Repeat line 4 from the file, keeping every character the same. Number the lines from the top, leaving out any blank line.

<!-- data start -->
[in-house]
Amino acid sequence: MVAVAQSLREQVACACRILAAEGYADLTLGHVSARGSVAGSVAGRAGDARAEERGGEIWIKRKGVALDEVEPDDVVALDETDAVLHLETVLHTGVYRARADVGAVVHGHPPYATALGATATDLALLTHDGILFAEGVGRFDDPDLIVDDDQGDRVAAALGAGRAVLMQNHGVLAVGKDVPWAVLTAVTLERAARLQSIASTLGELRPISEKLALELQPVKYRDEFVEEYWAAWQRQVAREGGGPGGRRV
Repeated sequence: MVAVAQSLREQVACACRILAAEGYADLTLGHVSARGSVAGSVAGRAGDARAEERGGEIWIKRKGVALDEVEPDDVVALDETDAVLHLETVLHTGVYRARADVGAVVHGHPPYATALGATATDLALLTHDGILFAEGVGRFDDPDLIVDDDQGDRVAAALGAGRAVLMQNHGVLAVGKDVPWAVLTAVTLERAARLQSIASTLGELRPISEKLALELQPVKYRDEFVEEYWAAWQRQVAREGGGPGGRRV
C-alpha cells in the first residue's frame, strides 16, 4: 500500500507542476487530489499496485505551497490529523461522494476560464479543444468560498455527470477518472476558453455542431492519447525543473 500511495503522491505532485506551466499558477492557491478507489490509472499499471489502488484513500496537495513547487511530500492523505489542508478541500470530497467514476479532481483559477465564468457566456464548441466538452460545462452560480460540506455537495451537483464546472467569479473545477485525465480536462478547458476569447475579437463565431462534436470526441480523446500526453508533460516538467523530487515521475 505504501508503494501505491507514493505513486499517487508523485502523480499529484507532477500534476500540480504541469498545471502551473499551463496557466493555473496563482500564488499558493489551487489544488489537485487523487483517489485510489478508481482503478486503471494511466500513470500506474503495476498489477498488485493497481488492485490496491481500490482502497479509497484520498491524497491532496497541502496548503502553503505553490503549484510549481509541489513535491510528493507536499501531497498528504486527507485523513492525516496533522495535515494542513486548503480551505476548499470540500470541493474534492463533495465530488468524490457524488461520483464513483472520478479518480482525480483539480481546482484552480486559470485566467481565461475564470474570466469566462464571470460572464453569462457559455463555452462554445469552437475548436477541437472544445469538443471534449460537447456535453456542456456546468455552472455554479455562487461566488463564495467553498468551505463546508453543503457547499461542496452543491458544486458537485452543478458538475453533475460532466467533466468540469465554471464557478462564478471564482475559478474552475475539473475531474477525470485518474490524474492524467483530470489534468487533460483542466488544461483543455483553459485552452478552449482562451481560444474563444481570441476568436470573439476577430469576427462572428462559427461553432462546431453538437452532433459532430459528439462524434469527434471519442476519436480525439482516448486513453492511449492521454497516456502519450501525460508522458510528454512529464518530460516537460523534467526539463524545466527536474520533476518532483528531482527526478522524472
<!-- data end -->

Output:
C-alpha cells in the first residue's frame, strides 16, 4: 500500500507542476487530489499496485505551497490529523461522494476560464479543444468560498455527470477518472476558453455542431492519447525543473 500511495503522491505532485506551466499558477492557491478507489490509472499499471489502488484513500496537495513547487511530500492523505489542508478541500470530497467514476479532481483559477465564468457566456464548441466538452460545462452560480460540506455537495451537483464546472467569479473545477485525465480536462478547458476569447475579437463565431462534436470526441480523446500526453508533460516538467523530487515521475 505504501508503494501505491507514493505513486499517487508523485502523480499529484507532477500534476500540480504541469498545471502551473499551463496557466493555473496563482500564488499558493489551487489544488489537485487523487483517489485510489478508481482503478486503471494511466500513470500506474503495476498489477498488485493497481488492485490496491481500490482502497479509497484520498491524497491532496497541502496548503502553503505553490503549484510549481509541489513535491510528493507536499501531497498528504486527507485523513492525516496533522495535515494542513486548503480551505476548499470540500470541493474534492463533495465530488468524490457524488461520483464513483472520478479518480482525480483539480481546482484552480486559470485566467481565461475564470474570466469566462464571470460572464453569462457559455463555452462554445469552437475548436477541437472544445469538443471534449460537447456535453456542456456546468455552472455554479455562487461566488463564495467553498468551505463546508453543503457547499461542496452543491458544486458537485452543478458538475453533475460532466467533466468540469465554471464557478462564478471564482475559478474552475475539473475531474477525470485518474490524474492524467483530470489534468487533460483542466488544461483543455483553459485552452478552449482562451481560444474563444481570441476568436470573439476577430469576427462572428462559427461553432462546431453538437452532433459532430459528439462524434469527434471519442476519436480525439482516448486513453492511449492521454497516456502519450501525460508522458510528454512529464518530460516537460523534467526539463524545466527536474520533476518532483528531482527526478522524472